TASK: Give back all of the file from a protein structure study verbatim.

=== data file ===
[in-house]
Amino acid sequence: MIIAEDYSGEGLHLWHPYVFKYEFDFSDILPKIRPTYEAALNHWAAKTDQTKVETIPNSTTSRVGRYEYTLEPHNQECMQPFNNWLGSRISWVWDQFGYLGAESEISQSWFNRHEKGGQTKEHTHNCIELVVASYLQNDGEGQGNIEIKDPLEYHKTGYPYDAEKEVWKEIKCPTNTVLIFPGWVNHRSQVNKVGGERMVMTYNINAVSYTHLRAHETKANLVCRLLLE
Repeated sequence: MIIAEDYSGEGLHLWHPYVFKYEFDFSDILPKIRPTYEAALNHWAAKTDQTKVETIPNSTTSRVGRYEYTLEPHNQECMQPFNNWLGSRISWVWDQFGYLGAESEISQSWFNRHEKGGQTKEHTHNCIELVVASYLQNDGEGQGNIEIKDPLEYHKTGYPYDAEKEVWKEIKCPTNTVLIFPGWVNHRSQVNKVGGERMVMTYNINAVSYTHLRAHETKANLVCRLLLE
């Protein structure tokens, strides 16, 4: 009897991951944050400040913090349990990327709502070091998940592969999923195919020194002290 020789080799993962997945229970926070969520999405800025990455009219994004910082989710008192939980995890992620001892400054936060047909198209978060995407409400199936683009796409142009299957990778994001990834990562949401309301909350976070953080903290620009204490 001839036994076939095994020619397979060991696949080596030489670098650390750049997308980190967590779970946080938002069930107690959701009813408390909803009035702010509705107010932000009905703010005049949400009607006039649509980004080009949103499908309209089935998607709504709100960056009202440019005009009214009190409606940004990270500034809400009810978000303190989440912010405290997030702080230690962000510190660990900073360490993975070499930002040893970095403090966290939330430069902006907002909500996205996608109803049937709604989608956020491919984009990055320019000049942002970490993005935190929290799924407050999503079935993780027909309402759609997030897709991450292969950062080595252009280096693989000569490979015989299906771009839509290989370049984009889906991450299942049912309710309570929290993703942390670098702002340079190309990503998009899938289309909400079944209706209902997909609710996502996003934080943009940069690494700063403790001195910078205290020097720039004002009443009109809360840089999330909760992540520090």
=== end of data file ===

[in-house]
Amino acid sequence: MIIAEDYSGEGLHLWHPYVFKYEFDFSDILPKIRPTYEAALNHWAAKTDQTKVETIPNSTTSRVGRYEYTLEPHNQECMQPFNNWLGSRISWVWDQFGYLGAESEISQSWFNRHEKGGQTKEHTHNCIELVVASYLQNDGEGQGNIEIKDPLEYHKTGYPYDAEKEVWKEIKCPTNTVLIFPGWVNHRSQVNKVGGERMVMTYNINAVSYTHLRAHETKANLVCRLLLE
Repeated sequence: MIIAEDYSGEGLHLWHPYVFKYEFDFSDILPKIRPTYEAALNHWAAKTDQTKVETIPNSTTSRVGRYEYTLEPHNQECMQPFNNWLGSRISWVWDQFGYLGAESEISQSWFNRHEKGGQTKEHTHNCIELVVASYLQNDGEGQGNIEIKDPLEYHKTGYPYDAEKEVWKEIKCPTNTVLIFPGWVNHRSQVNKVGGERMVMTYNINAVSYTHLRAHETKANLVCRLLLE
């Protein structure tokens, strides 16, 4: 009897991951944050400040913090349990990327709502070091998940592969999923195919020194002290 020789080799993962997945229970926070969520999405800025990455009219994004910082989710008192939980995890992620001892400054936060047909198209978060995407409400199936683009796409142009299957990778994001990834990562949401309301909350976070953080903290620009204490 001839036994076939095994020619397979060991696949080596030489670098650390750049997308980190967590779970946080938002069930107690959701009813408390909803009035702010509705107010932000009905703010005049949400009607006039649509980004080009949103499908309209089935998607709504709100960056009202440019005009009214009190409606940004990270500034809400009810978000303190989440912010405290997030702080230690962000510190660990900073360490993975070499930002040893970095403090966290939330430069902006907002909500996205996608109803049937709604989608956020491919984009990055320019000049942002970490993005935190929290799924407050999503079935993780027909309402759609997030897709991450292969950062080595252009280096693989000569490979015989299906771009839509290989370049984009889906991450299942049912309710309570929290993703942390670098702002340079190309990503998009899938289309909400079944209706209902997909609710996502996003934080943009940069690494700063403790001195910078205290020097720039004002009443009109809360840089999330909760992540520090």